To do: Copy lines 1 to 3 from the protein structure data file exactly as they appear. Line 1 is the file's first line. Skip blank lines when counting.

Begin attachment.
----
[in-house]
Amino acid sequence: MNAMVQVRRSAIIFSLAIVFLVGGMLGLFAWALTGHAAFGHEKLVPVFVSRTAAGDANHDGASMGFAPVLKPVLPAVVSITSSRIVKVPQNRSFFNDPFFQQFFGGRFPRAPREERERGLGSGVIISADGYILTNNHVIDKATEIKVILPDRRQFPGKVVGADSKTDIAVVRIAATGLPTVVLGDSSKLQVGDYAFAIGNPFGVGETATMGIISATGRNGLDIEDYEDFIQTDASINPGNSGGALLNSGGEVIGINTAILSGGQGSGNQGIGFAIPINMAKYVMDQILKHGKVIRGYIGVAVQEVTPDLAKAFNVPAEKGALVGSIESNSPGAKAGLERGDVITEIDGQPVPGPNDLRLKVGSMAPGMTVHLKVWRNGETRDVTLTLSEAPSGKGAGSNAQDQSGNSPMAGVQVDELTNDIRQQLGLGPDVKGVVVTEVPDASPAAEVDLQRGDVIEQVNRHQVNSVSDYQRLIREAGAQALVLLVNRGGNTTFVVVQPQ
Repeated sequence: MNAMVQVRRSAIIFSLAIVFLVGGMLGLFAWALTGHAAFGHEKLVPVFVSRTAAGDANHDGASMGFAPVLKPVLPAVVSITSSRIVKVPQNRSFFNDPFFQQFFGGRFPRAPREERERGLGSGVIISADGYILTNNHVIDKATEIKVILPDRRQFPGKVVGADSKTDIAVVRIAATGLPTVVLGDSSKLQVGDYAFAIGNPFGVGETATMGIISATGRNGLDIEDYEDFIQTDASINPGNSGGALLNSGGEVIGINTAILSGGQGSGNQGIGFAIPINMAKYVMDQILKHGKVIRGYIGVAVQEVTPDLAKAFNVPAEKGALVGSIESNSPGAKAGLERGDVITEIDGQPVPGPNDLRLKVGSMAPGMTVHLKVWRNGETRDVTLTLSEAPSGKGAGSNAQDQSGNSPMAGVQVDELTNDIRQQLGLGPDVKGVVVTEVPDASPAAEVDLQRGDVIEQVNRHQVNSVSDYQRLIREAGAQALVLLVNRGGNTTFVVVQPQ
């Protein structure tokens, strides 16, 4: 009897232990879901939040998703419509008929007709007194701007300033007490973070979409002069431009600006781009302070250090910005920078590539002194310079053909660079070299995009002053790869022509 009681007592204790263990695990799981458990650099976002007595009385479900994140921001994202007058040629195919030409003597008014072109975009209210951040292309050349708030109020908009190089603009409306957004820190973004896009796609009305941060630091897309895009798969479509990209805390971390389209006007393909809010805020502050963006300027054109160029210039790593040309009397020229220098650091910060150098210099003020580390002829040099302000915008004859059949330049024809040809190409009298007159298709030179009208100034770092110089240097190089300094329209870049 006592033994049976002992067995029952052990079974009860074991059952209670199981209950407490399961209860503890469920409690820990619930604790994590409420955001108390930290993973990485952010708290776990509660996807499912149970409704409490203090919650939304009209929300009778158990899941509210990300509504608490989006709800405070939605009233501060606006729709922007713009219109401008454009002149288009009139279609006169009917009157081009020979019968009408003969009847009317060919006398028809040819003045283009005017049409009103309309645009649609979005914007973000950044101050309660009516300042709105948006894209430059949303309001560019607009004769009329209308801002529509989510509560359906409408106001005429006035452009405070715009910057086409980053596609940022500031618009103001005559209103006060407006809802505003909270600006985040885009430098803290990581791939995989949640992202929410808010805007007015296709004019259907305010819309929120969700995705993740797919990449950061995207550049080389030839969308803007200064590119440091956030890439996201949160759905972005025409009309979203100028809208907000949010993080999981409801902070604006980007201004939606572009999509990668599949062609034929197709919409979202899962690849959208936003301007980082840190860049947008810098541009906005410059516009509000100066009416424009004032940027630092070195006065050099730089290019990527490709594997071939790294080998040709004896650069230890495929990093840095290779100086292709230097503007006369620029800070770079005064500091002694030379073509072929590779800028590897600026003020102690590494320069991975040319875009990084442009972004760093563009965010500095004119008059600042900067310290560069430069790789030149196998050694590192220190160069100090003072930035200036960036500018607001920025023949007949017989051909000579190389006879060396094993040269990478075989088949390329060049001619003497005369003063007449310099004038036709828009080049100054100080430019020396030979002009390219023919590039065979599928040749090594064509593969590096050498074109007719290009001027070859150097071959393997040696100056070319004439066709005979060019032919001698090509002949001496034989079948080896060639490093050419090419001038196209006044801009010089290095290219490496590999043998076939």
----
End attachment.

[in-house]
Amino acid sequence: MNAMVQVRRSAIIFSLAIVFLVGGMLGLFAWALTGHAAFGHEKLVPVFVSRTAAGDANHDGASMGFAPVLKPVLPAVVSITSSRIVKVPQNRSFFNDPFFQQFFGGRFPRAPREERERGLGSGVIISADGYILTNNHVIDKATEIKVILPDRRQFPGKVVGADSKTDIAVVRIAATGLPTVVLGDSSKLQVGDYAFAIGNPFGVGETATMGIISATGRNGLDIEDYEDFIQTDASINPGNSGGALLNSGGEVIGINTAILSGGQGSGNQGIGFAIPINMAKYVMDQILKHGKVIRGYIGVAVQEVTPDLAKAFNVPAEKGALVGSIESNSPGAKAGLERGDVITEIDGQPVPGPNDLRLKVGSMAPGMTVHLKVWRNGETRDVTLTLSEAPSGKGAGSNAQDQSGNSPMAGVQVDELTNDIRQQLGLGPDVKGVVVTEVPDASPAAEVDLQRGDVIEQVNRHQVNSVSDYQRLIREAGAQALVLLVNRGGNTTFVVVQPQ
Repeated sequence: MNAMVQVRRSAIIFSLAIVFLVGGMLGLFAWALTGHAAFGHEKLVPVFVSRTAAGDANHDGASMGFAPVLKPVLPAVVSITSSRIVKVPQNRSFFNDPFFQQFFGGRFPRAPREERERGLGSGVIISADGYILTNNHVIDKATEIKVILPDRRQFPGKVVGADSKTDIAVVRIAATGLPTVVLGDSSKLQVGDYAFAIGNPFGVGETATMGIISATGRNGLDIEDYEDFIQTDASINPGNSGGALLNSGGEVIGINTAILSGGQGSGNQGIGFAIPINMAKYVMDQILKHGKVIRGYIGVAVQEVTPDLAKAFNVPAEKGALVGSIESNSPGAKAGLERGDVITEIDGQPVPGPNDLRLKVGSMAPGMTVHLKVWRNGETRDVTLTLSEAPSGKGAGSNAQDQSGNSPMAGVQVDELTNDIRQQLGLGPDVKGVVVTEVPDASPAAEVDLQRGDVIEQVNRHQVNSVSDYQRLIREAGAQALVLLVNRGGNTTFVVVQPQ